Jenica References Chamberlain College of Nursing 2015 NR510 Leadership and Role

Jenica references chamberlain college of nursing 2015

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Jenica References Chamberlain College of Nursing. (2015). NR510 Leadership and Role of the APN: Week 6 lesson.[PowerPoint slides]. St. Louis, MO: Online Publication. McHugh, M. & Lake, E. (2011). Understanding clinical expertise: Nurse education, experience, and the hospital context. Research in Nursing and Health, 33 (4), 276- 287. doi:10.1002/nur.20388 Stanley, J. (2012). Impact of new regulatory standards on advanced practice registered nursing: The APRN consensus model and LACE. Nursing Clinics of North America, 47, 241- 250. doi:10/1016/j.cnur.2012.02.001 Show Less Kasey Shipp 8/11/2016 11:35:53 PM Week 6, Part 2 Dr. Duncan and Class, According to Hain & Fleck, (2014), NP practice is influenced by four policy and regulation initiatives: The Consensus Model, the Doctor of Nursing Practice Movement, the IOM report, and the Patient Protection and Affordable Care Act. The main goal is to have Full Practice Authority, meaning the ability to evaluate patients, diagnose, order, and interpret diagnostic tests, initiate
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and manage treatments (such as prescribing medication). Additionally, it is expected that NPs will meet his or her licensing state's educational and practice requirements or certification. Some states fail to have full practice authority. Also, restrictive payer policies restrict some NPs from practicing independently. Finally, another barrier is the restriction to prescribe controlled substances. To better achieve better quality of care, it is essential that NPs deliver quality, efficient primary care in which NPs establish relationships with physicians and take an active role in care of patients. Hain, D & Fleck, L.. (2014). Barriers to NP Practice that Impact Healthcare Redesign. The Online Journal of Issues in Nursing; 19: 2. iodicals/OJIN/TableofContents/Vol-19-2014/No2-May-2014/Barriers-to-NP- Practice.html Show Less Nicole Cassedy 8/12/2016 1:51:11 AM Part Two There is an extreme shortage of primary care providers in the United States, with a projected deficit of about 40,000 primary care doctors over the next ten years (Flaskerud, 2010, p. 816). Advanced practice nurses (APNs) have the ability to improve access to primary care in our country, and research has shown that primary care provided by an nurse practitioner (NP) produces comparable outcomes to primary care provided by a physician (Flaskerud, 2010, p. 817). In order to improve access to care across the country, a streamlined system for nurse practitioner licensure, accreditation, certification and education (LACE) is essential. At this time, each state has its own regulatory agency for APN practice, prescribing authority and licensure (Watson & Hillman, 2010, p. 25). These various regulations make it difficult for APNs to move across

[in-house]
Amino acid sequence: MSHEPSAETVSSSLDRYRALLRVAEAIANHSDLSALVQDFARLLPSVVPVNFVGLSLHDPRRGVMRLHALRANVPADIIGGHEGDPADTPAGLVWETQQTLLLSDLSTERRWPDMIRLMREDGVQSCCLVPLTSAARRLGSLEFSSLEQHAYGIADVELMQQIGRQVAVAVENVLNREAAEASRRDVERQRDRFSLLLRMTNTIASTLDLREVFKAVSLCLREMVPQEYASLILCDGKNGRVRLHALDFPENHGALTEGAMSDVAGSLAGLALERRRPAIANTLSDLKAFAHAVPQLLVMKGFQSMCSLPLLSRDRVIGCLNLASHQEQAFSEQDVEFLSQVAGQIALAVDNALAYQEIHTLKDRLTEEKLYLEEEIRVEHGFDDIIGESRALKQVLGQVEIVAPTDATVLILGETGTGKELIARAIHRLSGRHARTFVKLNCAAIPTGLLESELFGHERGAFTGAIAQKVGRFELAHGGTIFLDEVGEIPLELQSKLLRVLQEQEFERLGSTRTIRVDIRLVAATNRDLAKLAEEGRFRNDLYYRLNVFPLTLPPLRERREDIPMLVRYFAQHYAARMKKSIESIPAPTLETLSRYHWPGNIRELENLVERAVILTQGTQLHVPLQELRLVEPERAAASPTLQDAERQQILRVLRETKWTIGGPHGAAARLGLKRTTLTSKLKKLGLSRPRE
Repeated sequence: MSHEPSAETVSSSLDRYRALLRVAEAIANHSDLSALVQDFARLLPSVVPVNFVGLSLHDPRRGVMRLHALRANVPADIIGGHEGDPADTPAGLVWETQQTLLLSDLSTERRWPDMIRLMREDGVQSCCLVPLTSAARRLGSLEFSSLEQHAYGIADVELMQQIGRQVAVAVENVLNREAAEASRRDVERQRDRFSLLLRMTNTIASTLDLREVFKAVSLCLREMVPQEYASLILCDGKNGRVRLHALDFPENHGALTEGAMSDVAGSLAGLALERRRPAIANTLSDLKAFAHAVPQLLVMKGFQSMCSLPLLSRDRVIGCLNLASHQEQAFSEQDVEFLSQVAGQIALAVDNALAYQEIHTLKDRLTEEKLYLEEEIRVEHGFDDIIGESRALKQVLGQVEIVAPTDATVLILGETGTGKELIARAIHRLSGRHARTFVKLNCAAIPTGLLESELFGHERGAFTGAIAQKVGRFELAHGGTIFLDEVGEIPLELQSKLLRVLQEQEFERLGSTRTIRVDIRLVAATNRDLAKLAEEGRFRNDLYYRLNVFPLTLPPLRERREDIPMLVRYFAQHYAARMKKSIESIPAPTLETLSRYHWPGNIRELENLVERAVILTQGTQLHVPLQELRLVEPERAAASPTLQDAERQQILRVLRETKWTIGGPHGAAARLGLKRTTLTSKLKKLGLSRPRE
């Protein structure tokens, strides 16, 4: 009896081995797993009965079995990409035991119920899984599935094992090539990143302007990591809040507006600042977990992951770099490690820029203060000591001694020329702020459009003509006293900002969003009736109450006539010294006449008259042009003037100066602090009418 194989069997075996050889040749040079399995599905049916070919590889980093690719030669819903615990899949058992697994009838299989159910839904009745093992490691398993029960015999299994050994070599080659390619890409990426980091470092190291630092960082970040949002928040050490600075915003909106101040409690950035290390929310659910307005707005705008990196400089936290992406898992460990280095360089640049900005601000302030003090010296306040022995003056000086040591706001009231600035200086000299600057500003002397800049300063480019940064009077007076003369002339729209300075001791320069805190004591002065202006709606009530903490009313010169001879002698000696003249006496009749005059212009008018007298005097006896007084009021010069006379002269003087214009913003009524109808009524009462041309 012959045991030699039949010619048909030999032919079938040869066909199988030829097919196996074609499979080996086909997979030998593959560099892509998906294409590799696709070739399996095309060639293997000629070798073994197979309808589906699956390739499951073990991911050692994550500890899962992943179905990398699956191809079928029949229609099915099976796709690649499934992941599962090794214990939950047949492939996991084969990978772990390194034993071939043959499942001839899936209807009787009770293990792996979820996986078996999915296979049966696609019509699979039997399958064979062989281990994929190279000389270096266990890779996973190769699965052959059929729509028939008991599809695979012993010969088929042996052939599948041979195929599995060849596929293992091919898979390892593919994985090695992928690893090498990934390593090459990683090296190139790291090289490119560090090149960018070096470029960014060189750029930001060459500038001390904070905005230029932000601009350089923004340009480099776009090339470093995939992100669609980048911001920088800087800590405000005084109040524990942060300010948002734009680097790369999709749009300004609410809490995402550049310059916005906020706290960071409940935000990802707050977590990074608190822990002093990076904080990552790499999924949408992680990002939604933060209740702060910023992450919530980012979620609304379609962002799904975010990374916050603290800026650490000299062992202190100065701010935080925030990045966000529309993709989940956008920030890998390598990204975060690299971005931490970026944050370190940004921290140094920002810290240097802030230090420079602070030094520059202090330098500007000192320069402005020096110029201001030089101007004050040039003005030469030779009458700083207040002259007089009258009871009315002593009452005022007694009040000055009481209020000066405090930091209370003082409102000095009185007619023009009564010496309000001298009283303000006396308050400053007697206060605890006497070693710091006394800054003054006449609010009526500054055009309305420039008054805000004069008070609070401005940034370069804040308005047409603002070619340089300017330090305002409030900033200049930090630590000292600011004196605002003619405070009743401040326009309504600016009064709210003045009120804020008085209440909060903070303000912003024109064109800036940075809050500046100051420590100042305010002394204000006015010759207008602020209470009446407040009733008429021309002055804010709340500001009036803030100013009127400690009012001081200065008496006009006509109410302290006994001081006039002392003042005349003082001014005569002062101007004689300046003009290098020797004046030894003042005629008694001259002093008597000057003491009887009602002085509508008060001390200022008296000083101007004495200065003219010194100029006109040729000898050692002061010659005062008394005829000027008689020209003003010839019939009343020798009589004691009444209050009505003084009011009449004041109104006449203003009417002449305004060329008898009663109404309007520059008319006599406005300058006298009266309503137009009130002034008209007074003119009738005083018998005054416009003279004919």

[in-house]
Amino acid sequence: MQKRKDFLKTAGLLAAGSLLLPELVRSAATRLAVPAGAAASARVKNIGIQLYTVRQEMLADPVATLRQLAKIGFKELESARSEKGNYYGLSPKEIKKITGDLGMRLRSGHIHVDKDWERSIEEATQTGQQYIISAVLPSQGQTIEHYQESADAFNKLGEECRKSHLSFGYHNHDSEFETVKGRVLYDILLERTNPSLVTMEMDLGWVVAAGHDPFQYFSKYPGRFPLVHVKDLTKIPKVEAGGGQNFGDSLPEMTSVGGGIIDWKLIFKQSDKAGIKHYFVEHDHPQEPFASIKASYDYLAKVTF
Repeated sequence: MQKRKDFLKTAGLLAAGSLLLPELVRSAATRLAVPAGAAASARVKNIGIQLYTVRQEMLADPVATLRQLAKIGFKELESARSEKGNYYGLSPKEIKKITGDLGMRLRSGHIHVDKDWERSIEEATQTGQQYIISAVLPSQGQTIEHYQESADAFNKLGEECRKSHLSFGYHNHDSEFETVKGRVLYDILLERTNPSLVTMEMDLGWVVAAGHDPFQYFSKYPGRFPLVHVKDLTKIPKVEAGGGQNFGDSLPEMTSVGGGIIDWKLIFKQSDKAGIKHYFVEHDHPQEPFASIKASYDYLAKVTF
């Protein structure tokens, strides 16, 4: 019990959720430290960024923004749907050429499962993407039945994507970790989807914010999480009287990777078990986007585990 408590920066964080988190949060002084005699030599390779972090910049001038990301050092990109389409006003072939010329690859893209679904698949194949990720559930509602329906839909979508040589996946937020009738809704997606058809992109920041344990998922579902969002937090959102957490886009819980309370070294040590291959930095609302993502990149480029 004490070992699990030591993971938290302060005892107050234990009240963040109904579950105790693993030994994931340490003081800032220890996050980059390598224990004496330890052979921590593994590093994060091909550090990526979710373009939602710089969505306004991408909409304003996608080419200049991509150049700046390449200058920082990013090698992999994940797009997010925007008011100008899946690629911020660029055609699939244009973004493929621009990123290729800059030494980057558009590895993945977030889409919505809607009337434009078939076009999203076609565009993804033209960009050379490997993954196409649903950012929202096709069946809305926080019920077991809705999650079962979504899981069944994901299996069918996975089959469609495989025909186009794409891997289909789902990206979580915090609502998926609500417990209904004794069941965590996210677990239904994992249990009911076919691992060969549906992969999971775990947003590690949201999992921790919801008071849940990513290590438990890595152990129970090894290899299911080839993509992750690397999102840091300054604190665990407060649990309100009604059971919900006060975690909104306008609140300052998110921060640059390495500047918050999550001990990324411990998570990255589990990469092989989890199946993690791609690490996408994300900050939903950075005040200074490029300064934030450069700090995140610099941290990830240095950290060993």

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state boarders in order to take another position or move to another area. The convoluted process of obtaining licensure in various states can prevent APNs from bringing much needed primary care services to populations in need. The National Council of State Boards of Nursing (NCSBN) helped to develop the Nursing Licensure Compact (NLC) which allows nurses to be
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